Florida State Census, 1945 (FamilySearch Historical Records)
|Access the Records|
Florida State Census, 1945 .
|This article describes a collection of records at FamilySearch.org.|
|Florida, United States|
|Flag of Florida|
|Location of Florida|
|Record Type||State Census|
- 1 What is in the Collection?
- 2 Collection Content
- 3 How Do I Search the Collection?
- 4 I Found Who I Was Looking for, What Now?
- 5 I Can't Find Who I'm Looking for, What Now?
- 6 Citing this Collection
- 7 How You Can Contribute
What is in the Collection?
The collection consists of a population census for the State of Florida for the year 1945. This is an every-name list of the state's inhabitants. The census is arranged alphabetically by county and then geographically by election precinct. All counties within the state are represented, although some election precincts are missing. The records are segregated by race. The collection details include an estimated precinct locality that is based on the census precinct number within a county.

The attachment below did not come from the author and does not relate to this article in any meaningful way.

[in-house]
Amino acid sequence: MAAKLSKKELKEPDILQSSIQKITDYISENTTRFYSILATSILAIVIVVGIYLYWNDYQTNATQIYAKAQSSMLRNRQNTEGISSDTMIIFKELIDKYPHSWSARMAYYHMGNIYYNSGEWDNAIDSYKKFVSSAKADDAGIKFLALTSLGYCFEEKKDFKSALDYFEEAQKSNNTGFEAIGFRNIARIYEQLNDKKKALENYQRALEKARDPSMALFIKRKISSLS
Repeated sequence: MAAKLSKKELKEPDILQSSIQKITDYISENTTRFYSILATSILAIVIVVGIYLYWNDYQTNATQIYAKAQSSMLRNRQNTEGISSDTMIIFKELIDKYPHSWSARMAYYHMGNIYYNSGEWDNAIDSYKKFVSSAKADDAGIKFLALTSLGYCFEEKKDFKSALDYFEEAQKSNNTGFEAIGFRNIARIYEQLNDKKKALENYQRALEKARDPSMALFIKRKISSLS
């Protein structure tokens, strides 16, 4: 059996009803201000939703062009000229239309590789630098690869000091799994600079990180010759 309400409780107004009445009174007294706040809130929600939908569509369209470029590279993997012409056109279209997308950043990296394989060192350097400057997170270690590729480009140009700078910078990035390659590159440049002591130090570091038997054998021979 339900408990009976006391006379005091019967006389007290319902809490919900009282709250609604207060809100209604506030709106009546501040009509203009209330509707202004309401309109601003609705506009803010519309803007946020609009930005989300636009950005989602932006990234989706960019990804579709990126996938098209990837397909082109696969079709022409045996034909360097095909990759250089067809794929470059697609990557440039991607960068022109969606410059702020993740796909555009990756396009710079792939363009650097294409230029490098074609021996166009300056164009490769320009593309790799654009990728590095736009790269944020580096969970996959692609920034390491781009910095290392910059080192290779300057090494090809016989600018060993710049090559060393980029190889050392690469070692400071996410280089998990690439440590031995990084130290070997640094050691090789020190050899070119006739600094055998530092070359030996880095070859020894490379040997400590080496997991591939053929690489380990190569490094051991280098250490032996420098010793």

For a list of records by date or locality currently published in this collection, select the Browse link from the collection landing page.
The records usually include:
- Name of each person in household
- Birth place
- Level of education
How Do I Search the Collection?
To begin your search it is helpful to know:
- Identifying information such as age, birthplace or address
Search by Name by visiting the Collection Page:
Fill in your ancestor’s name in the initial search page. This search will return a list of possible matches. Compare the information about those in the list to what you already know about your own ancestors to determine if this is the correct family or person. You may need to compare the information about more than one person to find your ancestor.
View images in this collection by visiting the Browse Page:
To search the collection you will need to follow this series of links: